This historic book may have numerous typos and missing text. Purchasers can download a free scanned copy of the original book (without typos) from the publisher. Not indexed. Not illustrated. 1918 Excerpt: ...less four honors, net loss 68. Had A been left at four spades, he could have made it, with four honors and game, total 197. This shows that ...Read MoreThis historic book may have numerous typos and missing text. Purchasers can download a free scanned copy of the original book (without typos) from the publisher. Not indexed. Not illustrated. 1918 Excerpt: ...less four honors, net loss 68. Had A been left at four spades, he could have made it, with four honors and game, total 197. This shows that Y saved 129 points by taking the sting to save the game, Y being confident that it would not be a large penalty if Z's bidding was sound. Had A gone to five spades he would have been doubled and set. These two hands contain a double lesson. They not only illustrate the difference in bidding on one suit and on two, but they show that it is entirely unnecessary to make any mention of the supporting suit. No greater mistake can be made than for a player to start with a bid in a major suit and then shift to the supporting suit, unless his partner has denied the suit first named. Such bidding at once places the declarer at the mercy of a shrewd adversary, who can instantly place the other suits if he knows which two are in the hand of the first bidder. Take this deal, which was thought to be a reversed score, or the tray turned the wrong way, until it was explained: No. 47 Z bid a spade, A two hearts, Y and B passing. At every table but one, Z rebid his hand, two spades. A and Y passed, B went to three hearts, and Z to three spades, which held. B knew his partner had nothing but the heart suit, but they should be able to save the game at spades, which they did, but Y and Z scored 45 points plus on the hand. At one table, instead of rebidding the spades, Z bid his supporting suit, three clubs. This immediately opened A's eyes to the situation, and when B assisted the hearts and Z went to three spades. A bid four hearts. He sees that B must be assisting on at least two tricks in diamonds, and if that suit makes, all that A can lose is two clubs and a spade. If he is set one more trick, it may save the game. On the play, A made...Read Less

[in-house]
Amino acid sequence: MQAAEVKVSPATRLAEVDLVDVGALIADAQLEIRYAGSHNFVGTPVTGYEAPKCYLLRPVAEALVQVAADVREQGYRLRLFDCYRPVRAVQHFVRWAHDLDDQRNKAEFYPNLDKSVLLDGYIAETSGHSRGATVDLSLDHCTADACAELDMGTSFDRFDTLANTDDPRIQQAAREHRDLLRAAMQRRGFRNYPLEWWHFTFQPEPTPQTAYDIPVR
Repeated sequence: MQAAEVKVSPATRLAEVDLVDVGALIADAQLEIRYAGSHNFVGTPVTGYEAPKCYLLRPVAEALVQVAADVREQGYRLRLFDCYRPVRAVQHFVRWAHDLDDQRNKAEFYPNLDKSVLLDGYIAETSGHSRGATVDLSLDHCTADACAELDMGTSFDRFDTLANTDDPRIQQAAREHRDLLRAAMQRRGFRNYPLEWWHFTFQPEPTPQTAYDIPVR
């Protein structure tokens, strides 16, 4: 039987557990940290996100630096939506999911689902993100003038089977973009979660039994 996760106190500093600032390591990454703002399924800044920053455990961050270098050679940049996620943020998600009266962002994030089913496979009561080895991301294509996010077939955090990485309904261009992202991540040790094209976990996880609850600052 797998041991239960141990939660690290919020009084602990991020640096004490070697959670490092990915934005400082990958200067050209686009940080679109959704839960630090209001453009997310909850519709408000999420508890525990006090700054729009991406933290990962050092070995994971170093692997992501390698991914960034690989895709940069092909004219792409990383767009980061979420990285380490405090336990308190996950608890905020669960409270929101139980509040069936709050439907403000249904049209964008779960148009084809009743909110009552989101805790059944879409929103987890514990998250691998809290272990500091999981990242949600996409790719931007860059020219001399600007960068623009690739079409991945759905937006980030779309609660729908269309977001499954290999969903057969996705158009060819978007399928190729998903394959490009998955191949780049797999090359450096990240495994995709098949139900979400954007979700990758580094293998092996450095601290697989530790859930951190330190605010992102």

Very Good + No Jacket. Size: 12mo-over 6¾"-7¾" Tall; Brown cloth covers with gilt lettering and decoration. Covers slighlty worn. Text is clean. Pages are slightly browned. Very minimal foxing on first and last few pages. Back inside hinge is cracked.
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